This has to stop. The administration needs to fire all the Summerses, Rubins, and Geithners, and get some hard-nosed prosecutors with no sympathy for these folks, like the legendary Ferdinand Pecora of the 1930s, in to reign in these folks. And Congress, with the urging of the administration, needs to pass laws that take these stolen profits away through both a windfall profits tax and limitations on executive income. How much should they be allowed to make? $50,000? $500,000? $2 million? Some amount, and take the rest.

And do what with it? I have said many times that we – represented by the government that is supposed to be ours – should take all that money so that these Wall St. financiers are reduced to living in surplus FEMA trailers. The President has taken some flak because he just made his first trip to New Orleans since taking office (although he traveled there several times since Katrina as a Senator and a candidate) for a visit that lasted only a few hours (and had to end so he could make a fund-raising event in San Francisco). Let’s use the money to rebuild New Orleans. Then this wealth would be used for a good purpose, channeling it back to the people from whom it was stolen.

We are told by Wall St. that limitations on the income of financiers would make it difficult or impossible for them to lure the “best and the brightest”. Maybe Calvin Trillin is right, and having the “best and the brightest” working on Wall St. is part of the etiology of the problem. Maybe they should go back to being professors, judges, doctors, scientists. Solving real problems that the world faces in the environment, human rights, and health. I can’t see any downside.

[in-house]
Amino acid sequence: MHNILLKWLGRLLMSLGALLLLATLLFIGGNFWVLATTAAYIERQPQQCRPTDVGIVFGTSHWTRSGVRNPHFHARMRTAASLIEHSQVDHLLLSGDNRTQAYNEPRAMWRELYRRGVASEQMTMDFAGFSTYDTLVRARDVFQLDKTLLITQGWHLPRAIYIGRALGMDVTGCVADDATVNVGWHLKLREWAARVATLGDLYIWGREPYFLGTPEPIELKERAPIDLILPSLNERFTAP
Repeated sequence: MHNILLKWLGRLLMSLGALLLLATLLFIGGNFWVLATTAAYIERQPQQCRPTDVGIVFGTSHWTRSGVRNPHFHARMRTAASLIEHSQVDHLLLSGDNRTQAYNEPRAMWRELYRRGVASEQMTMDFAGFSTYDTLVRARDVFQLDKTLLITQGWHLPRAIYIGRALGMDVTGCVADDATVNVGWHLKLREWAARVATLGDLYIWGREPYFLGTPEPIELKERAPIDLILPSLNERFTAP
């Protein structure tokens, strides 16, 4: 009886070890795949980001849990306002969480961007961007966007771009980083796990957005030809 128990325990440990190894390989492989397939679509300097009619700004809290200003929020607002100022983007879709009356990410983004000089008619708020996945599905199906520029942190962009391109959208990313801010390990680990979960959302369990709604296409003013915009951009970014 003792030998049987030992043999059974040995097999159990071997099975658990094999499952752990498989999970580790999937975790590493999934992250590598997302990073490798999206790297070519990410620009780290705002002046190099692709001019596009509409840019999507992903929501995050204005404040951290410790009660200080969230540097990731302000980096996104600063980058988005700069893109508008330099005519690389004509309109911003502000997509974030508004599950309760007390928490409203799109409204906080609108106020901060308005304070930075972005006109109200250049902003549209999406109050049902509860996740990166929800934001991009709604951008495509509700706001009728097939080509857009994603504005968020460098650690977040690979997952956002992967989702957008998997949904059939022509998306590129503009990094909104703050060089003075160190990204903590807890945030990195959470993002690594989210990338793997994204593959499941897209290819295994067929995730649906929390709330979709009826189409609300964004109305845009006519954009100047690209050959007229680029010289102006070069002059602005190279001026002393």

[1] That’s because they don’t really exist. They are a Ponzi scheme which, through repackaging, sells the same stuff over and over again. And, like a Ponzi scheme, customers who don’t understand it are happy as long as they are making money, but it always collapses. However our new Wall St. tyros learned one thing from traditional brokers – whether the customer is winning or losing, you always take your cut!

1 comment:

Richard Schmitt said...

Why did the economy fail? The common explanation ascribes it to bad investments, short sighted risk taking on the part of big banks, hedge funds, and all that.

But that's only a part of the story. Since the early 1970s the real wages of workers were flat. Then with the new century, employers went beyond that and actually cut real wages. Most Americans had less and less money to spend.

But the well being of the economy depends on the consumer market. How could consumption be kept up if working Americans earned less and less? Simple, the banks offered to lend them the money--at usurious rates to boot.

Today many families of hardworking, responsible citizens owe more money than they earn in one year. There's no way they can pay that back. The whole system was bound to collapse.

This story shows that the problem is not merely lack of bank regulation or lack of ethical back bone on the part of bankers and investors. The problem is inherent in the economic system.

In pursuit of profit, employers cut wages. Once wage earners have less money they buy less. The economy produces more than consumers are able to buy and the economy implodes.

The same thing happened in 1929. Since then economists told us that they had figured out how to prevent this sort of collapse by "fine-tuning" the economy. Funny no economist has said that lately.

Richard Schmitt